So there's a huge amount at stake. At the same time people understanding that there needs to be reform and the polls were correct in France. They predicted Macron would be ahead of Le Pen in the first round.

CUOMO: It was interesting that this first set of numbers seemed to reflect that those flurry of terrorist activity last week seemed to send a flight to a calmer head. It could have cut either way, right? It could have made people even more afraid to something more extreme.

AMANPOUR: Well, here's the thing, I know that every time something like that happens, we all go into a massive panic and a meltdown. But if you look at what happened in Britain, we had the same kind of maniac who mowed down people on Westminster Bridge and knifed a policeman to death, and then he was shot to death.

It didn't actually change the body politic here. People understood that there was limited and we're living in this era right now. As one of the French politicians said, we are an era now of sort of gangster neighborhood terror.

Nobody believed that this was an ISIS planned attack. This man in front was known to the authorities. He had threatened police before and clearly people in France took it for what it was. Scary, something that has to be sorted out, but it wasn't a terrorist attack that affected the vote.

CAMEROTA: Christiane, thank you for all that context. Great talk to you.

AMANPOUR: Thank you.

CUOMO: All right, we got some poll numbers on President Trump, historically, he is at a low this 100-day mark, but depends who you are asking. We are going to break it down what the numbers tell the president that is good news and bad news.



CUOMO: Breaking news, Defense Secretary James Mattis arriving in Kabul. He is slated to meet with government officials including the Afghan president. He is also going to be visiting the headquarters of a NATO-led mission to train and advice Afghan Security Forces. Secretary Mattis' visit comes days after the U.S. military dropped the MOAB, the mother of all bombs, on ISIS terrorists in Afghanistan.

CAMEROTA: The State Department calling for an investigation into the death of an American paramedic in an accident working in Eastern Ukraine. This is the first death of a member of the European watchdog group, OSCE. The U.S. urging the kremlin to pressure Russian-backed rebels into honoring a ceasefire agreement in that region.

CAMEROTA: Heart pounding video out of rain-ravaged Tennessee. Firefighter has to go in flood waters and rescue a teenager trapped and clinging to a light pole. Fortunately, he was pulled to safety. Kid's OK.

Powerful storm now ready to strike the east. CNN meteorologist, Chad Myers, has the forecast. Important side note on that, the kid was biking through the waters. The first responders say if you don't have to be out there, don't be out there, and certainly don't test.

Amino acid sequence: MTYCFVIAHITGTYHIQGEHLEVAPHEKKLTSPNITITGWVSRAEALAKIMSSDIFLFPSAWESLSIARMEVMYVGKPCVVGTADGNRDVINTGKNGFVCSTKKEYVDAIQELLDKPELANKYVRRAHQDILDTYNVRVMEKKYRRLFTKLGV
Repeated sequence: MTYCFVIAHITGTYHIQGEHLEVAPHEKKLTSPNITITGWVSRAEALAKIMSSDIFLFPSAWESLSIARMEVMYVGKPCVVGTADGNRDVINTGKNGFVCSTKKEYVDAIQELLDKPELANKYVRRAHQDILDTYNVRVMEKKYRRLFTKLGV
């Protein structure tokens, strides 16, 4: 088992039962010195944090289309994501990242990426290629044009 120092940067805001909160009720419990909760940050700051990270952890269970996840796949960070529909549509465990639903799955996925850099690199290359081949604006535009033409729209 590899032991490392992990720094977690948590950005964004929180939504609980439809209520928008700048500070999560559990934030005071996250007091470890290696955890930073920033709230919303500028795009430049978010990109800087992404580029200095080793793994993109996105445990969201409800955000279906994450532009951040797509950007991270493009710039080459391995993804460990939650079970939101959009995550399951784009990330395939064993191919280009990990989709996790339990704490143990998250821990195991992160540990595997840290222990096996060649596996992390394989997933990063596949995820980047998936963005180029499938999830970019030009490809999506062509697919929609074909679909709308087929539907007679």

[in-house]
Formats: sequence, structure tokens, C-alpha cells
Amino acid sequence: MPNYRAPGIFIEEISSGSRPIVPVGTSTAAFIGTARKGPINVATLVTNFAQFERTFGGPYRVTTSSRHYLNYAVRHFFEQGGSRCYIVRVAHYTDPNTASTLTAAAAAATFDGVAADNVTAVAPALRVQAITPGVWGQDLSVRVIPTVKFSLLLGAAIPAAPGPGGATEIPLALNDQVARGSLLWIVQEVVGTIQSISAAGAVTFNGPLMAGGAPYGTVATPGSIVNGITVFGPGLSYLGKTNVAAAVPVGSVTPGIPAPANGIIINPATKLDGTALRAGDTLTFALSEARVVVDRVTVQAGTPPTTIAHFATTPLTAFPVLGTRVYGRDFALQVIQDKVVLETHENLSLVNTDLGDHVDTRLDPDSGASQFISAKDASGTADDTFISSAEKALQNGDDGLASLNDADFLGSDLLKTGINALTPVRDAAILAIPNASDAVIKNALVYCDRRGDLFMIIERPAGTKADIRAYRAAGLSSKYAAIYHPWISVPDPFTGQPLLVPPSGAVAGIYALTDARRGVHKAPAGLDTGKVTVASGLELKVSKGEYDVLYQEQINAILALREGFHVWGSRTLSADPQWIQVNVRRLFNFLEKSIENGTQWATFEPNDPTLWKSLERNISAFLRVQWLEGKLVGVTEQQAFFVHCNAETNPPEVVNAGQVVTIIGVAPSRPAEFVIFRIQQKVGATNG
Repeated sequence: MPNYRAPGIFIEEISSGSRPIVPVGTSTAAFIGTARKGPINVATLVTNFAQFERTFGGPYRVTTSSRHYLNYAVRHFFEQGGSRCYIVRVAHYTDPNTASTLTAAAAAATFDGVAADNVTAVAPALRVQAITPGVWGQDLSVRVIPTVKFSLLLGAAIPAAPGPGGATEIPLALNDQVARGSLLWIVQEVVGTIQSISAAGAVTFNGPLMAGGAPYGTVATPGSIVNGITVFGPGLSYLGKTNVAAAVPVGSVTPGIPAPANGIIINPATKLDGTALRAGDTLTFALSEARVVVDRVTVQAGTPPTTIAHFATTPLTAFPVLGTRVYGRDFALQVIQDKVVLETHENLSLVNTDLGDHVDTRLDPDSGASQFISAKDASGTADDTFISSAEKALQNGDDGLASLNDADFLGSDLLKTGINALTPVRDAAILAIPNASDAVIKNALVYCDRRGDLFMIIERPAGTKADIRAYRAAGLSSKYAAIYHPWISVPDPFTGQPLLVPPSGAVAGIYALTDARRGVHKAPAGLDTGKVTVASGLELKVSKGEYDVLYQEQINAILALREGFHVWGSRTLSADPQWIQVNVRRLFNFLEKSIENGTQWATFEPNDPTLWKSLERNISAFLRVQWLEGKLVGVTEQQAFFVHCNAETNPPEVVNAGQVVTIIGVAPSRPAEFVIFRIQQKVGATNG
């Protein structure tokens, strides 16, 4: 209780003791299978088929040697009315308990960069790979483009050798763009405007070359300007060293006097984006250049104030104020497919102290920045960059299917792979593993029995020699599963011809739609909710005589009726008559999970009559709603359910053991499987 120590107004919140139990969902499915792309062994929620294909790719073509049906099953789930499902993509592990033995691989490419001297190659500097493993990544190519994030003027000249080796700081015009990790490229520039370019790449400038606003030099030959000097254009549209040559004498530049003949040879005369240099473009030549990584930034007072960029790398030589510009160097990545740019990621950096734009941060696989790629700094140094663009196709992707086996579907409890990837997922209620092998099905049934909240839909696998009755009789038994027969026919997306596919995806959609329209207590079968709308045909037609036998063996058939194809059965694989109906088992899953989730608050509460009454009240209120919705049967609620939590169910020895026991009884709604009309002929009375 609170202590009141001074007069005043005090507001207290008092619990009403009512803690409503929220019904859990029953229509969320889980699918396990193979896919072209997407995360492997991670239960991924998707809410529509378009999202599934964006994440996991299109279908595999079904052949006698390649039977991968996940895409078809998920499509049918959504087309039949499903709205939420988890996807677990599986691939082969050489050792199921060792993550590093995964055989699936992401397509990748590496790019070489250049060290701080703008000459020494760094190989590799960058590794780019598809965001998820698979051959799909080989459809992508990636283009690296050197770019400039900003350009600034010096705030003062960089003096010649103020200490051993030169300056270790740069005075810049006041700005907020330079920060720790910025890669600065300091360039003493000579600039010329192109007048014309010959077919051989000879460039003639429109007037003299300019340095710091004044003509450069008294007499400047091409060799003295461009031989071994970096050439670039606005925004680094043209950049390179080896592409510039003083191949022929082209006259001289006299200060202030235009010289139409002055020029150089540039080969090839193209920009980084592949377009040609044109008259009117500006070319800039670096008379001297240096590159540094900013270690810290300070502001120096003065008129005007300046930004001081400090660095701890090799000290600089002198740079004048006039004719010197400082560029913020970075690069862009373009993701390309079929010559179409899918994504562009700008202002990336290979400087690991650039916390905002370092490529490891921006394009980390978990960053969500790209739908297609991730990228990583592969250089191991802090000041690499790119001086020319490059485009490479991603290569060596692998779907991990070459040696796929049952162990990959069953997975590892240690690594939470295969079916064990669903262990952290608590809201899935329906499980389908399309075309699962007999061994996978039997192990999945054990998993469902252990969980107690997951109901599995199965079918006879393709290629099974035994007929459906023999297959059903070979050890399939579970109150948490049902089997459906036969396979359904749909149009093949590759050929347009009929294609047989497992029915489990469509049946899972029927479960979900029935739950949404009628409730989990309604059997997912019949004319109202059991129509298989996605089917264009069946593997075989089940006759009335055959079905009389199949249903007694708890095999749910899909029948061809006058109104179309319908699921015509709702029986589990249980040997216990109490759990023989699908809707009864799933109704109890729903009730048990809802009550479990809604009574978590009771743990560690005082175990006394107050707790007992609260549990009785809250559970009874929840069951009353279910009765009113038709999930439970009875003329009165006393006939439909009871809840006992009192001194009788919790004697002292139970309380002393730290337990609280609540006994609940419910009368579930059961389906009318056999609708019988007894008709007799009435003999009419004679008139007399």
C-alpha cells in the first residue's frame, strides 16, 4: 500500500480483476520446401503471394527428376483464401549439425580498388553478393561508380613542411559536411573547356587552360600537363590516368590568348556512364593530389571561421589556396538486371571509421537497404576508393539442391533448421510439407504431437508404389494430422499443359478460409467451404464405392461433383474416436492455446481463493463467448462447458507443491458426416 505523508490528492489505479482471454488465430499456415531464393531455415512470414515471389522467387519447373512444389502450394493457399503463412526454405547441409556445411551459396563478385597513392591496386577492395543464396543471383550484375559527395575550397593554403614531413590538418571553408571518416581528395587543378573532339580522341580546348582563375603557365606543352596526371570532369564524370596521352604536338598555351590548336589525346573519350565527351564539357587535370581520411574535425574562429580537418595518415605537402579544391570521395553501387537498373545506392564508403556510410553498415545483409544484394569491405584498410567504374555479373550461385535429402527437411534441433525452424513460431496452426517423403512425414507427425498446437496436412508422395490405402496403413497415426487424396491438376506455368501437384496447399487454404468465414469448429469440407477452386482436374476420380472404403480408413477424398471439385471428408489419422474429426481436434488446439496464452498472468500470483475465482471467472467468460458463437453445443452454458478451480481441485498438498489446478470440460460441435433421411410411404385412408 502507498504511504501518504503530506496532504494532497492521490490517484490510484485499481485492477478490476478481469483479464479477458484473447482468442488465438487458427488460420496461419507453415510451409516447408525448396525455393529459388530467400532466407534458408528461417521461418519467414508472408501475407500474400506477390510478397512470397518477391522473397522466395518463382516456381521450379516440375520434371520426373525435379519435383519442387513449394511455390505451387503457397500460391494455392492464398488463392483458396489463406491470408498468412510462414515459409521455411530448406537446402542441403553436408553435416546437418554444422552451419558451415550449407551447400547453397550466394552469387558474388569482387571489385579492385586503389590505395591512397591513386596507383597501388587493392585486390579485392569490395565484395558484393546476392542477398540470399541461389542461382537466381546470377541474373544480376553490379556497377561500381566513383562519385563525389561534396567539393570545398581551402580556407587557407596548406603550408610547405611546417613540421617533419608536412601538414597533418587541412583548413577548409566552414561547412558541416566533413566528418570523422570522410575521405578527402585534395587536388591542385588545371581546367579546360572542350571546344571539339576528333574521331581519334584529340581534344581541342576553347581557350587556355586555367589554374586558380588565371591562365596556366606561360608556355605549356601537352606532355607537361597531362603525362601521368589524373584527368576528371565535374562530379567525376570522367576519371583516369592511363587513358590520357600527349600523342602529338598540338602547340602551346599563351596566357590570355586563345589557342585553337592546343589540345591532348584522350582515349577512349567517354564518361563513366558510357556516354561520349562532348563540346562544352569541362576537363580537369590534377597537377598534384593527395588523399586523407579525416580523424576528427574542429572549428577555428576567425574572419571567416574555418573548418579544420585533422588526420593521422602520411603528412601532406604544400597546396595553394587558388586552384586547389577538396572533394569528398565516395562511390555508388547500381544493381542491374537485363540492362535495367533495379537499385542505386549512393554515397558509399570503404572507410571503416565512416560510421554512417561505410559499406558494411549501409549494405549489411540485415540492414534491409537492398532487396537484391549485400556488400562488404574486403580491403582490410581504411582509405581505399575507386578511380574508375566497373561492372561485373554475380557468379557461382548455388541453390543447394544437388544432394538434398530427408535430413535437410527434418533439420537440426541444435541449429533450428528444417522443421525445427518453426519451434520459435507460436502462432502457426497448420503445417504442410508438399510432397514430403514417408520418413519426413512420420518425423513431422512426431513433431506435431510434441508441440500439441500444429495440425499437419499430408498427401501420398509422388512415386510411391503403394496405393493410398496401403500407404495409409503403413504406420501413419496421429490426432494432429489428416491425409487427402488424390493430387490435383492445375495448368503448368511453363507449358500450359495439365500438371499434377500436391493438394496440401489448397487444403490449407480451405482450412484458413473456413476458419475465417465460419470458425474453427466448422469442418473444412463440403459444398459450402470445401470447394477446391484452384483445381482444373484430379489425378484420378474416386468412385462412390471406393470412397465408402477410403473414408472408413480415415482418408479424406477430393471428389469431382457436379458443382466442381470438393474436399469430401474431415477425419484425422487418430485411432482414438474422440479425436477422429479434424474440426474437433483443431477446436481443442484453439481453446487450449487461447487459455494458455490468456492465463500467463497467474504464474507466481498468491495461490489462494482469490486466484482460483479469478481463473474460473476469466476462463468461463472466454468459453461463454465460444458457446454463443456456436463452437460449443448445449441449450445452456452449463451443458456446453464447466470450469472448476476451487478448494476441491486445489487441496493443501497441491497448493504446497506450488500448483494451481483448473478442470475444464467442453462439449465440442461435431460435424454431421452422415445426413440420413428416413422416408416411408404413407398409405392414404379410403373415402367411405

CHAD MYERS, AMS METEOROLOGIST: Putting first responders at risk, really. I mean, you are getting in the way of other rescues as well by doing silly things like that. So yes, this will be a big day today. We almost have tropical-like moisture coming onshore here. Almost like a low pressure center dragging up the moisture from like Miami, Florida.

You know how hard to can rain in Miami. This is what we are going to see across North Carolina. North Carolina isn't Miami. It is mountainous. It is rough out there. The terrain with 6 inches of rainfall will make more flooding.

Now this is very hard with Matthew. This is not a Matthew 25-inch rainfall. There will be flooding and roads washed over. There will be roads washed away with this kind of rainfall, 6 inches of rainfall in less than 24 hours.

We saw the pictures yesterday in Tennessee. They will come out of North Carolina tomorrow, Alisyn. Be careful out there, this is a very heavy rain event, almost tropical in nature.

CAMEROTA: OK, very good to know, Chad. Thank you for that.

So the latest poll numbers show historically bad numbers for any president's first 100 days, but are the diehard Trump supporters experiencing any buyer's remorse? That's next.



CUOMO: Two new national polls reveal President Trump has a historically low approval rating ahead of his 100-day milestone, but among Trump supporters, those who voted for him, his numbers are soaring. Look at the screen, 96 percent. Do you regret supporting him? They say no.

Let's bring in two voices who understand the polls of Trump supporters, CNN contributor and "New York Post" columnist, Salena Zito, who is in Ashtabula, Ohio, interviewing Trump voters, and CNN contributor and author of "Hill Billy Elegy," J.D. Vance.

Salena, we know that you have been punching your train card and driving all over the place once again up and down the coast and into the heartland. How do you explain the numbers? The historic low, but with, you could argue, unprecedented resolve among the base.

SALENA ZITO, CNN COMMENTATOR: Well, I think what we're seeing is that essentially nothing has changed since November 8th at around midnight where Trump voters are really happy and very optimistic. The people that did not vote for him are sort of in shock and can't believe it.

People that didn't vote for him still can't believe that Trump supporters are happy and optimistic. In American politics, geography is everything in polling. If you look at the polling numbers, if you look at the inner cities and first ring out, suburbs, the urban suburbs, he is in about 29 percent or lower in approval ratings.

But if you go into that second and third tier out, the exurbs and the rural areas, his numbers are soaring. Like you said, they are incredibly positive and you know, these are --

CAMEROTA: The people you talked to, what are they really enthusiastic about in his first 100 days, Salena?

ZITO: They are very optimistic. First of all, they love the Supreme Court pick. They are just incredibly pleased with that. But they are also looking at the way he approaches government and that he is -- they like that he is an outsider. He is disrupting. They like he is not doing things the way that they are typically done.